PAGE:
- Understand the main methods used in geostatistics and how the can and cannot support decisions
- Know how to measure and model spatial continuity (variograms)
- Understand grid types, design and their relation to reservoir features and model purpose
- Geostatistical estimation including kriging
- Estimation of dependent variables
- Geostatistical simulation
- Simulation versus estimation
- Up-gridding & up-scaling
- Understand sensitivity analysis and the information it provides
- Conduct probabilistic analysis to general additional insights and understand the impact of uncertainty
- Identify how to effectively communicate the insights derived from your model
- Have the skills needed to build a good geostatistical model and to use it in generating powerful insights into the decision situation
- Have the skills needed to implement the basic geostatistical methods to analyze data and to estimate and simulate reservoir properties conditioned on data by using Python and other programming tools
Students should understand fundamental logical principles and analyses and be able to communicate their choices and recommendations clearly.
The focus of this course is the basic science, technology and related assumptions involved in applying geostatistics. The emphasis is on providing students with knowledge of the fundamentals of geostatistics. The core of the course is around data analysis and constructing static geology models. Data sources, quality, relevance and choice of modeling techniques will be covered. This is followed by classical gridding, mapping and contouring. Kriging is introduced as a data-driven (variograms) form of classical mapping (estimation) and a means of data integration. Simulation techniques are introduced as a means of modeling heterogeneity and uncertainty. Scaling (grids and properties) for the purpose of reservoir simulation is the final topic. Python and other programming tools will be used for geostatistical modeling, preparing spatial data, scripting geostatistical workflows, and constructing visualizations to communicate spatial data.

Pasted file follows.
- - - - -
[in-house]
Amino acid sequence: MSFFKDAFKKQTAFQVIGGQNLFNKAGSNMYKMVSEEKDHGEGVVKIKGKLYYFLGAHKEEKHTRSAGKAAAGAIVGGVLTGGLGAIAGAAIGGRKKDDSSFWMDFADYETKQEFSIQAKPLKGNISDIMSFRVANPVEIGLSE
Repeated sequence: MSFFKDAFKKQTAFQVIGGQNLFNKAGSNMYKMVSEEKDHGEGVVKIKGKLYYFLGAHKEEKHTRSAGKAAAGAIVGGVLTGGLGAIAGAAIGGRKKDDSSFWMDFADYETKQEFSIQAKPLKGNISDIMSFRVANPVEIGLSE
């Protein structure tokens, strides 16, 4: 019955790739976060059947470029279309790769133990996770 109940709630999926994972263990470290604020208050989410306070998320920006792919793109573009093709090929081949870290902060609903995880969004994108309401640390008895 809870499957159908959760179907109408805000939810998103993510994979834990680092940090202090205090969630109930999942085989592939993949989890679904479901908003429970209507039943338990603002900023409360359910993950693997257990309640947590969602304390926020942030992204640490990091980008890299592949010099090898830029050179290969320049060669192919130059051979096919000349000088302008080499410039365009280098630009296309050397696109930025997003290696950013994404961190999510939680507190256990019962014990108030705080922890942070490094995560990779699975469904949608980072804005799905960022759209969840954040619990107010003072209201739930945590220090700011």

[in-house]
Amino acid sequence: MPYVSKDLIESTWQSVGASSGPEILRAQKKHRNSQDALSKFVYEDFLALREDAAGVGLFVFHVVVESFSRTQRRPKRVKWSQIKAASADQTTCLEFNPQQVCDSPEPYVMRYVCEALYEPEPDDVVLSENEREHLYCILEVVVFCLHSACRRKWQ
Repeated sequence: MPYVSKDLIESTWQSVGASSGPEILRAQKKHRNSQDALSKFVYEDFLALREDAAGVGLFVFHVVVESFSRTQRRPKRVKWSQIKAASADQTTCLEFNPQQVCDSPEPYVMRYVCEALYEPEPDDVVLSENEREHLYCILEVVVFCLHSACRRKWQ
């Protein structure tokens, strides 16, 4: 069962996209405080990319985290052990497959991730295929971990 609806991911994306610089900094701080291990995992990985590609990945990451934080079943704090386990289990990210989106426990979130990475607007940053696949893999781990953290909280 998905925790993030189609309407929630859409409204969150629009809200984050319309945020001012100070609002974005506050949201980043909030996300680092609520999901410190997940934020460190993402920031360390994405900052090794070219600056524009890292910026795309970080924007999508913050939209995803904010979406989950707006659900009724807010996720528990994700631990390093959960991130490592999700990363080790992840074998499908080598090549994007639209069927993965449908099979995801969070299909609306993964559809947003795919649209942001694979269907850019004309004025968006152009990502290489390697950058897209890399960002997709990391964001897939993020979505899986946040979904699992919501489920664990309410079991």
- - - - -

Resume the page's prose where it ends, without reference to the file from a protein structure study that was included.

What are the benefits of building and using geostatistical models, as opposed to relying on mental models or just "gut feel?" The primary purpose of modeling is to generate decision insight; by which we mean an improved understanding of the decision situation at hand. While mathematical models consist of numbers and symbols, the real benefit of using them is to make better decisions. Better decisions results from improved understanding, not just the numbers themselves.
Required prerequisite knowledge
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- 30% exam (standard calculator is accepted at the exam)
- 40% project
- 30% exercises
Having turned in and passed all required exercises and the compulsory project is a requirement for being evaluated/graded in the course. If a student fails or want to improve the grade, she/he have to take the whole course again the following year.
Method of work
Lectures and compulsory exercises. The overall course grade will be based on folder evaluation which includes a final exam (30%), a modeling project (40%), and exercises (30%). Each element is percentage-based whilst the overall course grade is letter-based.
Last updated: 11.12.2019